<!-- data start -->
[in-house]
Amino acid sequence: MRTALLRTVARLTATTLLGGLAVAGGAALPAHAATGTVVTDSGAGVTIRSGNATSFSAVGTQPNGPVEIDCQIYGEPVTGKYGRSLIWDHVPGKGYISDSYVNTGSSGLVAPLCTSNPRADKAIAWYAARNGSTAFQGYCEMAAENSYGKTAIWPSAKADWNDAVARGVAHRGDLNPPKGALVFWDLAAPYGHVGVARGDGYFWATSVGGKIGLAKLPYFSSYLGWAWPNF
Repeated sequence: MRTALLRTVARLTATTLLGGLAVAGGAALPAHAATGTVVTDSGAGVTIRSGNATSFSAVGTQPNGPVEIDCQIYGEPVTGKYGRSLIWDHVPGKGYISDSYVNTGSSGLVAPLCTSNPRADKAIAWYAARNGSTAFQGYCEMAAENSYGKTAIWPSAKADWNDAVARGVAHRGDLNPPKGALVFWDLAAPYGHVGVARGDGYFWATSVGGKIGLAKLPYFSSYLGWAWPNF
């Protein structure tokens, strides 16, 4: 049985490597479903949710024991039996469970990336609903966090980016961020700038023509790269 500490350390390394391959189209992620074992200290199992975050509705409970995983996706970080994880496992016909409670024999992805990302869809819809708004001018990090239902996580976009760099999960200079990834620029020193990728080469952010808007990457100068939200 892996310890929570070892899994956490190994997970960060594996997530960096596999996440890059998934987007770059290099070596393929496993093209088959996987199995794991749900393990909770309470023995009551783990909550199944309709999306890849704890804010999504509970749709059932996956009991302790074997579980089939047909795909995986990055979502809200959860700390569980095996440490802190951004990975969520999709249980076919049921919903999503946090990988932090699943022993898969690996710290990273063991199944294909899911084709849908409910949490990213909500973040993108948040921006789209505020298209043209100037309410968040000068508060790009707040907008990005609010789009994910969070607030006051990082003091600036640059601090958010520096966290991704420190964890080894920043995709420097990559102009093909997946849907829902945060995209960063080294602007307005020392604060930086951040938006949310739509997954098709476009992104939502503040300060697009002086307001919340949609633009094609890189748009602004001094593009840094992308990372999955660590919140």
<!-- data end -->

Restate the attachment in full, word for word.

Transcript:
[in-house]
Amino acid sequence: MRTALLRTVARLTATTLLGGLAVAGGAALPAHAATGTVVTDSGAGVTIRSGNATSFSAVGTQPNGPVEIDCQIYGEPVTGKYGRSLIWDHVPGKGYISDSYVNTGSSGLVAPLCTSNPRADKAIAWYAARNGSTAFQGYCEMAAENSYGKTAIWPSAKADWNDAVARGVAHRGDLNPPKGALVFWDLAAPYGHVGVARGDGYFWATSVGGKIGLAKLPYFSSYLGWAWPNF
Repeated sequence: MRTALLRTVARLTATTLLGGLAVAGGAALPAHAATGTVVTDSGAGVTIRSGNATSFSAVGTQPNGPVEIDCQIYGEPVTGKYGRSLIWDHVPGKGYISDSYVNTGSSGLVAPLCTSNPRADKAIAWYAARNGSTAFQGYCEMAAENSYGKTAIWPSAKADWNDAVARGVAHRGDLNPPKGALVFWDLAAPYGHVGVARGDGYFWATSVGGKIGLAKLPYFSSYLGWAWPNF
């Protein structure tokens, strides 16, 4: 049985490597479903949710024991039996469970990336609903966090980016961020700038023509790269 500490350390390394391959189209992620074992200290199992975050509705409970995983996706970080994880496992016909409670024999992805990302869809819809708004001018990090239902996580976009760099999960200079990834620029020193990728080469952010808007990457100068939200 892996310890929570070892899994956490190994997970960060594996997530960096596999996440890059998934987007770059290099070596393929496993093209088959996987199995794991749900393990909770309470023995009551783990909550199944309709999306890849704890804010999504509970749709059932996956009991302790074997579980089939047909795909995986990055979502809200959860700390569980095996440490802190951004990975969520999709249980076919049921919903999503946090990988932090699943022993898969690996710290990273063991199944294909899911084709849908409910949490990213909500973040993108948040921006789209505020298209043209100037309410968040000068508060790009707040907008990005609010789009994910969070607030006051990082003091600036640059601090958010520096966290991704420190964890080894920043995709420097990559102009093909997946849907829902945060995209960063080294602007307005020392604060930086951040938006949310739509997954098709476009992104939502503040300060697009002086307001919340949609633009094609890189748009602004001094593009840094992308990372999955660590919140």